In the 1970s, television made a pretty strong shift towards more realism, capturing human beings rather than caricatures when it came to sitcoms (think All in the Family, The Mary Tyler Moore Show, MASH) and dramas that were more rooted in reality rather than just empty-headed action. One of the genuine surprises of that decade was the series Family.
That show, which ran from 1976 to 1979 for a total of 86 episodes, brought together a pretty incredible cast, ranging from veteran stage actors like James Broderick (who was also Matthew Broderick‘s father) and Sada Thompson, and had them act alongside a new generation of performer like Meredith Baxter (later to play Elyse Keaton on Family Ties) and Gary Frank along with newbies like Kristy McNichol, who was the epitome of the young actress being launched into super stardom from a TV show; and, a couple of seasons in, Quinn Cummings, who had so impressed audiences and critics alike in the 1977 Neil Simon film The Goodbye Girl. Across the board, it screamed quality. And that was just in front of the camera.
Behind the scenes, the executive producers were Leonard Goldberg and Aaron Spelling (Charlie’s Angels, Hart to Hart, Fantasy Island) and filmmaker Mike Nichols (The Graduate, Catch-22, Silkwood, Working Girl). And for good measure, Jay Presson Allen — a renowned screenwriter, playwright, stage director, television producer and novelist — was the one who wrote the teleplay and is credited with creating the show.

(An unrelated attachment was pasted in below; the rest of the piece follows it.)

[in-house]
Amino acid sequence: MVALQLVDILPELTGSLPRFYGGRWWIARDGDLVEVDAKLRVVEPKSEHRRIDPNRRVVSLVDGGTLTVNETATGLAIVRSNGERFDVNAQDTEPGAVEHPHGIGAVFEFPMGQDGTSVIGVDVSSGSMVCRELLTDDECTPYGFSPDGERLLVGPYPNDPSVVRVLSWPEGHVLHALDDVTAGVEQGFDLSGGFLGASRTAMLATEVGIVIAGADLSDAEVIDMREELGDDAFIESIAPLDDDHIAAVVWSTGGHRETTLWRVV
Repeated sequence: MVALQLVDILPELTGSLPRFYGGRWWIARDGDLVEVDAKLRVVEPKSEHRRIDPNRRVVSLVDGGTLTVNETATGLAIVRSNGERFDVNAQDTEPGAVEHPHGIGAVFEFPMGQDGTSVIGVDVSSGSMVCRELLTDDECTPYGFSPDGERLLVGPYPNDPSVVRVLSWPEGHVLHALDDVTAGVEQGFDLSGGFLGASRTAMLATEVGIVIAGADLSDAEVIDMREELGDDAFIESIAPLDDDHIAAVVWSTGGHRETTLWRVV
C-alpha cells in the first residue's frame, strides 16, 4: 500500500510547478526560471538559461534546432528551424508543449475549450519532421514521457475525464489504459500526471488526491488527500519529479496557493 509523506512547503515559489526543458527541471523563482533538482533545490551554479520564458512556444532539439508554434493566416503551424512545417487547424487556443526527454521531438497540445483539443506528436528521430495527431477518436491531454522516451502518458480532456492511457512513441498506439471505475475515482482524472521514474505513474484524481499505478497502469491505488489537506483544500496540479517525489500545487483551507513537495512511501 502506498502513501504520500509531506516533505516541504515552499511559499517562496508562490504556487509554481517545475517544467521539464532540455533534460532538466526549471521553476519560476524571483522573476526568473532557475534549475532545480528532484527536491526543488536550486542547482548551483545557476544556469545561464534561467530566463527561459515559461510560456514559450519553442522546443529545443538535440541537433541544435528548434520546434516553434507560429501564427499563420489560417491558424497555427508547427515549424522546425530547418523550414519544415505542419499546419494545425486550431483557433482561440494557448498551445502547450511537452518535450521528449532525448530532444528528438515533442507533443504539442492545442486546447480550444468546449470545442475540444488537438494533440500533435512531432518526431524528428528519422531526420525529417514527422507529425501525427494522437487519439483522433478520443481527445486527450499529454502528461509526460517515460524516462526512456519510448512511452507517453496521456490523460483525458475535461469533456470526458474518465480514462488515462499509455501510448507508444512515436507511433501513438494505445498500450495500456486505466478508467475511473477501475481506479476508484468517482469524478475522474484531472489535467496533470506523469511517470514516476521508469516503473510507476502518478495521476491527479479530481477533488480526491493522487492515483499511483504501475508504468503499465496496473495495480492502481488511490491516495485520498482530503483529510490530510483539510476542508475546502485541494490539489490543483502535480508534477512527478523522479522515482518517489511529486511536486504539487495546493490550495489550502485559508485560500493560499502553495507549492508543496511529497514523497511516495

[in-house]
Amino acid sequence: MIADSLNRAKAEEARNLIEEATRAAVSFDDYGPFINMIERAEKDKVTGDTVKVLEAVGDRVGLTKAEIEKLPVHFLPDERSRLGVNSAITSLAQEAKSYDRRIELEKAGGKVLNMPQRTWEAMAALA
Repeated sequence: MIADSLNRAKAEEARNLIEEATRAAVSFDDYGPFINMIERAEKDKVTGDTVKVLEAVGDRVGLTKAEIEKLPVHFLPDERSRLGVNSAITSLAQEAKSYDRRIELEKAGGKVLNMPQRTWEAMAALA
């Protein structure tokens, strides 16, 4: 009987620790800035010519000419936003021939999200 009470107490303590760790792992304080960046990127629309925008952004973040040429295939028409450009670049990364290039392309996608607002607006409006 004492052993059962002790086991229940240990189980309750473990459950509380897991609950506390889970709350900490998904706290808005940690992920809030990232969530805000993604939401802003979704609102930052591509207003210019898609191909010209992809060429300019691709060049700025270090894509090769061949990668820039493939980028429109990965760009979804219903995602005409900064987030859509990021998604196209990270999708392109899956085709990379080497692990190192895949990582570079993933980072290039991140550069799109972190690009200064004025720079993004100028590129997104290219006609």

The concept is a pretty straight-forward one: Sada and James play Kate and Doug Lawrence, a middle-class couple living with their three kids in California. Meredith is older daughter Nancy, Gary is son Willie and and Kristy is Letitia, who has taken on the nick-name of “Buddy,” and it’s them living life, going through the dramas and the laughs that we all do, that allowed the show to connect with the audience in the way that it did.
In 1978, TV Guide wrote a piece on the show that enthusiastically began, “Those of us who regard Family as one of the most consistently fine hours on television are loath to peer into the program’s clockworks to see what makes it go. We might find the illusion shattered. What if the Lawrences of Pasadena, so palpably real on the tube each week, and so decent, turned out to be — unmasked — just another troupe of bored and cynical actors, cleverly putting us on at show time? Blessedly, this is not so … What comes through on the air is an affirmation of Leonard Goldberg’s original hunch — that the death knell of the traditional American family is not yet ready to be rung.”
Please scroll down to reacquaint yourself with the actors who brought the Lawrences to life on Family.
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